The Deserted.

A poem by George W. Sands

"Come, sit thee by my side once more,
'Tis long since thus we' met;
And though our dream of love is o'er,
Its sweetness lingers yet.
Its transient day has long been past,
Its flame has ceased to burn, -
But Memory holds its spirit fast,
Safe in her sacred urn.

"I will not chide thy wanderings,
Nor ask why thou couldst flee
A heart whose deep affection's springs
Poured forth such love for thee!
We may not curb the restless mind,
Nor teach the wayward heart
To love against its will, nor bind
It with the chains of art.

"I would but tell thee how, in tears
And bitterness, my soul
Has yearned with dreams, through long, long, years,
Which it could not control.
And how the thought that clingeth to,
And twineth round the past,
For ever in my heart shall glow,
And be save one my last.

"They say thou hast another's love, -
Well, cherish it, but thou
Its lack of strength and depth wilt prove,
Should sorrow cloud thy brow.
Though she may own a statelier form,
A fairer cheek than mine,
Her heart cannot so well and warm,
Respond each throb of thine."

Her words were gentle, but their tone
Was sad as sorrow's sigh, -
A tear-drop trembled in his own
As he sought her downcast eye.
A chord was struck within his breast
That long untouched had lain,
Old memories started from their rest, -
The maid was loved again.


On! there are hours of sadness, when the soul,
Torn from its every stay, and crushed beneath
Its many griefs, and spurning faith's control,
Pants with an earnest longing for the death
Which would for ever close its dark career,
With the pale shroud and the remorseless bier;
When the harsh, sterile nothingness of life,
First breaks upon the hope-deluded breast,
And the heart sickens with the bootless strife
That wrings its chords, and longs to be at rest;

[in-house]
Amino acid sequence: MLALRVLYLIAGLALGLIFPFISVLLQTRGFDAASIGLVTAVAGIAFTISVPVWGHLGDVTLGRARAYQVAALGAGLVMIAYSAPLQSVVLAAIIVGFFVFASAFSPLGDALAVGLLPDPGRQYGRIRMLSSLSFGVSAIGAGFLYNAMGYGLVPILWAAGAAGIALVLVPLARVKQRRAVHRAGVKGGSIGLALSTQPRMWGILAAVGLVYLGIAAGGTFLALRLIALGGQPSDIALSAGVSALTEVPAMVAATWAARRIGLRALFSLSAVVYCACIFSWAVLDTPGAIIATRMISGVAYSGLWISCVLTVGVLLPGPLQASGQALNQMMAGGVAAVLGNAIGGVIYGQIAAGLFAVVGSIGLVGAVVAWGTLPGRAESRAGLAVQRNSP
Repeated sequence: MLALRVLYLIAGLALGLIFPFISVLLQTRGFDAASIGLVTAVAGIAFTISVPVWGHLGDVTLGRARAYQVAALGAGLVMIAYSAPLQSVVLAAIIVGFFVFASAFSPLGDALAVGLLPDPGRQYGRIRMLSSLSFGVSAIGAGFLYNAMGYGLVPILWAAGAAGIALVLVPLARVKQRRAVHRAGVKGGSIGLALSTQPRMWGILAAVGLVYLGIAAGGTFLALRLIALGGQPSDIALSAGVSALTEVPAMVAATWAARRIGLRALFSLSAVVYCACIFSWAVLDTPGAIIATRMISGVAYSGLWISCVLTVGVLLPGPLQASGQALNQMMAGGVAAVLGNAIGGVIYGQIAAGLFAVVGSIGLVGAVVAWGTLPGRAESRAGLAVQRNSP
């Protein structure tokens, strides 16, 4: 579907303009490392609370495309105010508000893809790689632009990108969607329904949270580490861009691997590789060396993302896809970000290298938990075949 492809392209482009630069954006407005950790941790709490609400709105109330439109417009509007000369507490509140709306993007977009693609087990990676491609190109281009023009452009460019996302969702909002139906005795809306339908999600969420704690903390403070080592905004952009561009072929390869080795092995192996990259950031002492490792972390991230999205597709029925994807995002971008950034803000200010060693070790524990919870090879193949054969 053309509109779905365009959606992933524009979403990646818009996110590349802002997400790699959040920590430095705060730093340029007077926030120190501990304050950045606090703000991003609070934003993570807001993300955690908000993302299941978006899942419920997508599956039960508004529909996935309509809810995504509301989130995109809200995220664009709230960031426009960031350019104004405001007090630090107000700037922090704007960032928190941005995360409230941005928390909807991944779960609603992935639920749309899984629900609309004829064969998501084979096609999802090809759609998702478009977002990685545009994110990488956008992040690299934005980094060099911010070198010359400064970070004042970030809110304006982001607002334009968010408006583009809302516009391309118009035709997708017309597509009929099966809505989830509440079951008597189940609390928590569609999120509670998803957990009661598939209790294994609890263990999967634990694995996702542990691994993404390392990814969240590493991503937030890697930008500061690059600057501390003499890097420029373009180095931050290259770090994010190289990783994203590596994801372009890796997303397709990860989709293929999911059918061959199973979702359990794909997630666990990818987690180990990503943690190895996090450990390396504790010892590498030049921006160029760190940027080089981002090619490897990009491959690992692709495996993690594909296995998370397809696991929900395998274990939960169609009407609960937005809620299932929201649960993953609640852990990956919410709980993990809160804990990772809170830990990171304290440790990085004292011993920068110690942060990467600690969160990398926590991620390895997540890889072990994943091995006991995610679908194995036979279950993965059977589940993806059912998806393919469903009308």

Ev'n if the blow that frees it from distress,
Should strike it into utter nothingness.

Ah, nothingness! The thought at times will come,
The mind will wrestle with the mystery
That clouds its being! from its clay-made home,
Its dwelling of a moment, it will flee
Into the far depths of the vast UNKNOWN,
In its vain searchings for th' eternal throne
Of that Omnipotence which gave it birth,
And, giving it a nature which might suit
A seraph, bound its destiny to earth!
And a few years, in which to eat the fruit
Of life's strange tree, so bitter at its core,
Then death, the quiet grave, sleep, and - what more?

Whence came we? whither go we? All is still
And voiceless in the past! A veil is drawn
Across the future! by life's mystic rill
We sit and ponder, watching for the dawn
Of some yet unconceived, far-reaching thought,
By which our nature's secret shall be taught!
Why sorrow is our element - why sin
Is native in us - by what curse we bear
An ever aching, crushing void within
Our secret souls! and why the little share
Of happiness that mingles with our fate,
Is of such fleeting, transitory date 1

Our loves! our hopes! what are they? fruits which turn
To ashes on our lips! illusive lights
That cast a moment's brightness while they burn,
Then die, and leave a darkness which affrights
Our spirits with its thrice redoubled gloom,
Making the sky a pall - the earth a tomb!
And yet these are the all of life for which
'Tis worth the wearing of its chain to know,
Wealth, fame, and power are but toys! the rich,
The high and mighty, with the base and low,
Alike before the reaper Death must fall, -
So be it! in the grave is rest for all.


When the leaf is on the tree,
And the bird is in the bower,
And the butterfly and bee,
Bear its treasures from the flower;
When the fields put on the sheen,
That to young-eyed Spring belongs;
When the groves and forests green,
Echo with a thousand songs;

When wild Beauty wanders forth,
Giving, with no stinted care,
All her loveliness to earth,
All her sweetness to the air:
Then the heart, with gladness stirred,
Mindful of its griefs no more,
Mounts and carols, like a bird
When the pearly shower is o'er!

But the summer's sunny hours,
As we count them, pass away;
And its fairest fruits and flowers,
Are but food for stern decay.
Then with wailings, deep and loud,
Like the sea's in its unrest,
Winter spreads his icy shroud,
O'er the bare earth's frozen breast.

Thus the spirit's early gladness,
Sorrow chills or time removes;
And the soul, in tears and sadness,
Mourns its perished joys and loves.
Hope will lose its trusting boldness,
One by one its beams depart,
And Despair, with icy, coldness,
Winds its mantle round the heart.

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